Each county should also start looking for more reservoir sites and implementing permanent water conservation measures. We have learned this year that in a severe drought, we could go many months without enough water in our rivers and streams to meet current needs, let alone those of the future. Prayer for more rain wouldn’t hurt either.

The Jackson Herald
September 25, 2002

A move toward zoning?
It’s certainly not being called zoning, but it looks as if Nicholson leaders are finally moving in that direction.
The city council is preparing a land use plan which will address many issues usually dealt with through zoning.
Zoning has been a controversial topic in the town for years and the current city leaders decided against implementing zoning after the most recent controversy. The council had a platform of “no zoning,” but it looks like they are doing the right thing after all.
Nicholson is the only town among the nine in Jackson County that doesn’t have zoning, which has led to some of the development that is now in place.
Zoning may be a hot topic of debate, but it is the only way to protect a town from undesirable development, such as a landfill. With controlled zoning, land owners should be able to develop their property while their neighbors are still protected.
The current effort by Nicholson, referred to as a land use plan, would finally give the town some control over development. Among the items to be included are minimum requirements for lots, building codes and road requirements.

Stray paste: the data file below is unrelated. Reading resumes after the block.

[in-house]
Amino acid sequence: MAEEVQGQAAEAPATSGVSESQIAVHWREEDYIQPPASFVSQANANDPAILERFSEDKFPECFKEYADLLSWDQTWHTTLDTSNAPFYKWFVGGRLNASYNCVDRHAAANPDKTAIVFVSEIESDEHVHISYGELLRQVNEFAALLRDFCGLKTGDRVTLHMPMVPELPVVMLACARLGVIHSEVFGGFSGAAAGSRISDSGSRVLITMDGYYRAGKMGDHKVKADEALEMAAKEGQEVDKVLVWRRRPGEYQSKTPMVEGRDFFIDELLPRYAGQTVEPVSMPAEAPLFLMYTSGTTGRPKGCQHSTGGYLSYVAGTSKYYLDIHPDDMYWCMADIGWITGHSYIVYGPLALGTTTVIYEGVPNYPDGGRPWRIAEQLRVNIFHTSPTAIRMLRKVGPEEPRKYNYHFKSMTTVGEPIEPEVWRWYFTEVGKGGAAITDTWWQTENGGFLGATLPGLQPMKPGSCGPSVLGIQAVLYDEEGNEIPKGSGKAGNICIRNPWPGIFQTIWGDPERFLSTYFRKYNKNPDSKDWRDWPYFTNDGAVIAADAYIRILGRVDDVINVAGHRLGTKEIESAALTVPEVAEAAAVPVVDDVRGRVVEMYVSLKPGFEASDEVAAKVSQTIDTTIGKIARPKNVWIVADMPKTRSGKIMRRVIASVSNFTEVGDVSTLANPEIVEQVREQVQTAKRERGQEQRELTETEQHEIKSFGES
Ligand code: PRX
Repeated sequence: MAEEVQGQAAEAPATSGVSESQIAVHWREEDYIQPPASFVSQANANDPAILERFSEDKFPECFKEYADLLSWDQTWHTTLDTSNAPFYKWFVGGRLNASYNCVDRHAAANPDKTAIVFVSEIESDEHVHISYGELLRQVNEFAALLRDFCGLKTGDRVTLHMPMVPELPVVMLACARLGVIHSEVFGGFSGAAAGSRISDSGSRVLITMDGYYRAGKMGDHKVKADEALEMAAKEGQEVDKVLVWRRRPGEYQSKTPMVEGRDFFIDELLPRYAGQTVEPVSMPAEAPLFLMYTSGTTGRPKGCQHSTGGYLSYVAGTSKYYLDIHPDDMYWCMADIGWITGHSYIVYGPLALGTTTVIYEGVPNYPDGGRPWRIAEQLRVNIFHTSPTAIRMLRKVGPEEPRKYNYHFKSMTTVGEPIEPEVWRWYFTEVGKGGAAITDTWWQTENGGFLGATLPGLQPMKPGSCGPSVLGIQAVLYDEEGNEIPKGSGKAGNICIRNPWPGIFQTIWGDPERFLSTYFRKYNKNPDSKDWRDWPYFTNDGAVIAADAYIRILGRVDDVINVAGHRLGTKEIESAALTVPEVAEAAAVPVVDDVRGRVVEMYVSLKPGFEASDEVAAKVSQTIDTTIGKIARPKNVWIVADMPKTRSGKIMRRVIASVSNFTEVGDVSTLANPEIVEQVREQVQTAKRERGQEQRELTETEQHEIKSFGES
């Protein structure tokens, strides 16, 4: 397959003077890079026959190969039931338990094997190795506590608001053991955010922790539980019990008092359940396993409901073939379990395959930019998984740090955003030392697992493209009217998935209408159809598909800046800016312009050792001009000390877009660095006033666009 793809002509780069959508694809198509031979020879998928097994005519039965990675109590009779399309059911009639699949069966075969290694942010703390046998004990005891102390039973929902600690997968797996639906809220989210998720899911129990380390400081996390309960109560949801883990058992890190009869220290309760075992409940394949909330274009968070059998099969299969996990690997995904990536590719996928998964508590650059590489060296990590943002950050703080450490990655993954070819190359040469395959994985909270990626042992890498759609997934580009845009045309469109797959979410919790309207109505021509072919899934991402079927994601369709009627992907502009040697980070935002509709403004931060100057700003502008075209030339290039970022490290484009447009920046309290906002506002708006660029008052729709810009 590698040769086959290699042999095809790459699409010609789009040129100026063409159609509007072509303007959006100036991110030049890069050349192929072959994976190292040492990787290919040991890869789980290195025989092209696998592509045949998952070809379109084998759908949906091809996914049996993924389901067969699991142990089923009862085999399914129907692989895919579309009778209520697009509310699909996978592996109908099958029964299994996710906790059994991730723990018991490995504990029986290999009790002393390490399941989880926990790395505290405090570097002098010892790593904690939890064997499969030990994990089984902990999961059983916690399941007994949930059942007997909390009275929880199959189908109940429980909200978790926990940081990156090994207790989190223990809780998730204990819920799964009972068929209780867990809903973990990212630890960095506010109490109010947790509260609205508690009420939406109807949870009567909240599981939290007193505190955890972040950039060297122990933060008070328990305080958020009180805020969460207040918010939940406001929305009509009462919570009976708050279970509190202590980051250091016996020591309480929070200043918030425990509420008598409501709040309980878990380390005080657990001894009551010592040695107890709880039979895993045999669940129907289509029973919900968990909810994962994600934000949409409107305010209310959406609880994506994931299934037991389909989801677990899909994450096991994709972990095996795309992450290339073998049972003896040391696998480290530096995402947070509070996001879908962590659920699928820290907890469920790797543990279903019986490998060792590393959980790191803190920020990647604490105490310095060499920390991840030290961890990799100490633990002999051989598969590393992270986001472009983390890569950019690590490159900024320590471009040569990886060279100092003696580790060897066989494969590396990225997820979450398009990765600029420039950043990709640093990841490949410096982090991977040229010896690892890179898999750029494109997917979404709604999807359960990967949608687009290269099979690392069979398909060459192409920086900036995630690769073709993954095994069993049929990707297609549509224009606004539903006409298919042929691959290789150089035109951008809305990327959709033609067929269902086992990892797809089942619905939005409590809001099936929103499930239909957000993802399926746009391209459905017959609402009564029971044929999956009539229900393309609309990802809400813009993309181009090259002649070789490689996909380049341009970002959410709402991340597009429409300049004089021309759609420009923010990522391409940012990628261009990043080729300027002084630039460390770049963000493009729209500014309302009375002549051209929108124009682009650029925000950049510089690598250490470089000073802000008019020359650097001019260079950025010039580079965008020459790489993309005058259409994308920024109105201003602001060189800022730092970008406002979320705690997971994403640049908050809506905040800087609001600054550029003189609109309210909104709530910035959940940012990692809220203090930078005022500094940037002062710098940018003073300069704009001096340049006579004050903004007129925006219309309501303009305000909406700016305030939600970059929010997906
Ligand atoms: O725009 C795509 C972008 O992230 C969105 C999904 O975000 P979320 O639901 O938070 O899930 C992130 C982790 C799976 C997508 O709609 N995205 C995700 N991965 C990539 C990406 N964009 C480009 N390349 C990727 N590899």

It may not be called zoning, but it’s about time Nicholson took a step forward on this issue.

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By Angela Gary
The Jackson Herald
September 25, 2002

Get involved in local government
People are quick to criticize government, but they aren’t as quick to attend the meetings and take part in what’s going on around them.
City and county government meetings are sparsely attended. The only ones in the audience are usually those who are on the agenda for some reason or another.
If there are a lot of people in the audience, I can usually count on some controversial zoning matter being on the agenda. If you’re about to zone land near someone’s property and they don’t like your plans, they will sure come out to the meeings. But how many people routinely come to city council meetings just because they care about what is going on around them. Not many. In fact, only a few.
Over the many years that I’ve covered the county board of commissioners, I’ve noticed a few faithful faces in the audience who show up even though they aren’t on the agenda. One recent face that is most always in the audience is Sonja Nelson of West Jackson.
Mrs. Nelson, who is originally from Denmark, said she has lived in Jackson County for five years. Before that, she and her husband, Jackson, traveled a good bit as he was a Merchant Marine sea captain. He even served as an elected official while they were living in Cape Cod, Mass.